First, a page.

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Perks versus pay: Department of Labor updates to regular rate requirements under the Fair Labor Standards Act take effect today.

By: Cristina N. Hyde, J.D.

As of today, employers shall be guided by updated regulations defining the type of compensation that one may include, or one must exclude, within regular rate of pay calculations. Recognizing that the existing guidance under the Fair Labor Standards Act (FLSA), 29 USC 201 et al., remained relatively stagnant for the past fifty years, the Department of Labor (DOL) has cited a need to take evolving law and modern compensation/benefits packages into consideration. According to the summary of the newly published guidance, the updates contained in the Final Rule are intended to both “provide clarity and to better reflect the 21st-century workplace.”

Specifically, the updates affect Part 778 and Part 548 of the FLSA. Regulations related to regular rate requirements are found in Part 778, and Part 548 implements section 7(g)(3) of the FLSA; permitting employers, under specific circumstances, to use a basic rate to compute overtime compensation rather than a regular rate.

What does this mean for small businesses? It means that it should be easier to offer employees perks and benefits without accidentally triggering higher rates of overtime pay or unnecessary litigation. Employers may now exclude the following from employee regular rate of pay calculations:

  • the cost of providing certain parking benefits, wellness programs, onsite specialist treatment, gym access and fitness classes, employee discounts on retail goods and services, certain tuition benefits (whether paid to an employee, an education provider, or a student-loan program), and adoption assistance;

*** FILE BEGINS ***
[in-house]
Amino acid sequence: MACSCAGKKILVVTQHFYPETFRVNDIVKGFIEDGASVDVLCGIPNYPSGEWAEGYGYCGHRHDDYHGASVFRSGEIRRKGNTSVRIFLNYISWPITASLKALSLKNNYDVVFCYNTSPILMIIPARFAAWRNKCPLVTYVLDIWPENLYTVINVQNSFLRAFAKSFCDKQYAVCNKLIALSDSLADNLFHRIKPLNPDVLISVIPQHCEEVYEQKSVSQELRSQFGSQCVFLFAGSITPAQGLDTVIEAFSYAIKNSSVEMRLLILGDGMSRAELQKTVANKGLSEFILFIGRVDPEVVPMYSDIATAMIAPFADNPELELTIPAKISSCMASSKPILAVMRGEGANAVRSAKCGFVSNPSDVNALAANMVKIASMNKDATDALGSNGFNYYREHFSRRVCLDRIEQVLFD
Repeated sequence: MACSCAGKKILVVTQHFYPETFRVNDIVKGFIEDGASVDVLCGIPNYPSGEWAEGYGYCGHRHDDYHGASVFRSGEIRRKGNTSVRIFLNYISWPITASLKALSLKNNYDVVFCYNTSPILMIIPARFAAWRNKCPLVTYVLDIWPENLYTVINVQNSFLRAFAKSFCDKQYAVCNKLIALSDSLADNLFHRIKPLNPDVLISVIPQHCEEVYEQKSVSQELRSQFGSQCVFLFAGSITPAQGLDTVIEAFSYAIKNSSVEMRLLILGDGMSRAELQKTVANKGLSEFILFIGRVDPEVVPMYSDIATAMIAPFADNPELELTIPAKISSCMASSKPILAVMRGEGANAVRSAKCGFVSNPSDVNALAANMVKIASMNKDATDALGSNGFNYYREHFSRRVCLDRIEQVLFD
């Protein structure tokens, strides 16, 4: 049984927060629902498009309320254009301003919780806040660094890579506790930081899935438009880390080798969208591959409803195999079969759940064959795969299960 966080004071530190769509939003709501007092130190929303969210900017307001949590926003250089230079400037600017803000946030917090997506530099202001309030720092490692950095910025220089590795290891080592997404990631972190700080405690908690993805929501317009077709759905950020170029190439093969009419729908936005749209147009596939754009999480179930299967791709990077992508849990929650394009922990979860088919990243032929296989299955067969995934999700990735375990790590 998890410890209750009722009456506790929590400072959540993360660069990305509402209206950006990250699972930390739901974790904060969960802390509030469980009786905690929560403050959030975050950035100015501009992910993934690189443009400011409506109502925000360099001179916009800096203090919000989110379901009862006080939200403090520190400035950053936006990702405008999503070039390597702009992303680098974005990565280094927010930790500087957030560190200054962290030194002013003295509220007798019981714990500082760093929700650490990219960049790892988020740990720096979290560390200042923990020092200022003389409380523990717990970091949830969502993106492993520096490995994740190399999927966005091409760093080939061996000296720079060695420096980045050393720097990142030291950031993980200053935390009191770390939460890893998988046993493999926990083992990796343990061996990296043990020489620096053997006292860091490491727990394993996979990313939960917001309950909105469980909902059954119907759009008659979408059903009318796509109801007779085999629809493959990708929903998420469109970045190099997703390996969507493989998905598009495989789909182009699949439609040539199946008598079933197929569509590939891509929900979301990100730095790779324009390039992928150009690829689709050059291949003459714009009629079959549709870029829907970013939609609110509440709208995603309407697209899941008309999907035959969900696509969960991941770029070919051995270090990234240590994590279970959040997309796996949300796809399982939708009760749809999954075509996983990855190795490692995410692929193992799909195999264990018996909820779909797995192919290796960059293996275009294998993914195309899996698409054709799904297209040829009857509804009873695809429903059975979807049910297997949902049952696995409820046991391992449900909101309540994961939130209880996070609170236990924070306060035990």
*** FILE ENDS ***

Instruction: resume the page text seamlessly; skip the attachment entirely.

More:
• payments for unused paid leave, including paid sick leave or paid time off;
  • payments of certain penalties required under state and local scheduling laws;
  • reimbursed expenses including cellphone plans, credentialing exam fees, organization membership dues, and travel, even if not incurred “solely” for the employer’s benefit; and clarifies that reimbursements that do not exceed the maximum travel reimbursement under the Federal Travel Regulations System or the optional IRS substantiation amounts for travel expenses are per se “reasonable payments”;
  • certain sign-on bonuses and certain longevity bonuses;
  • the cost of office coffee and snacks to employees as gifts;
  • discretionary bonuses, by clarifying that the label given a bonus does not determine whether it is discretionary and providing additional examples; and
  • contributions to benefit plans for accident, unemployment, legal services, or other events that could cause future financial hardship or expense. DOL Fact Sheet.

In addition, the updates substantively revise the “basic rate” regulations under section 7(g)(3), eliminating the “infrequent and sporadic” requirement regarding “call back” pay, and offering additional clarification about other forms of compensation such as real payment for meal periods.

You can find the full text of the Final Rule and other supporting documentation on the Department of Labor’s website, here.

If you believe your employment compensation practices require review as a result of the changes noted above, please do not hesitate to give us a call.

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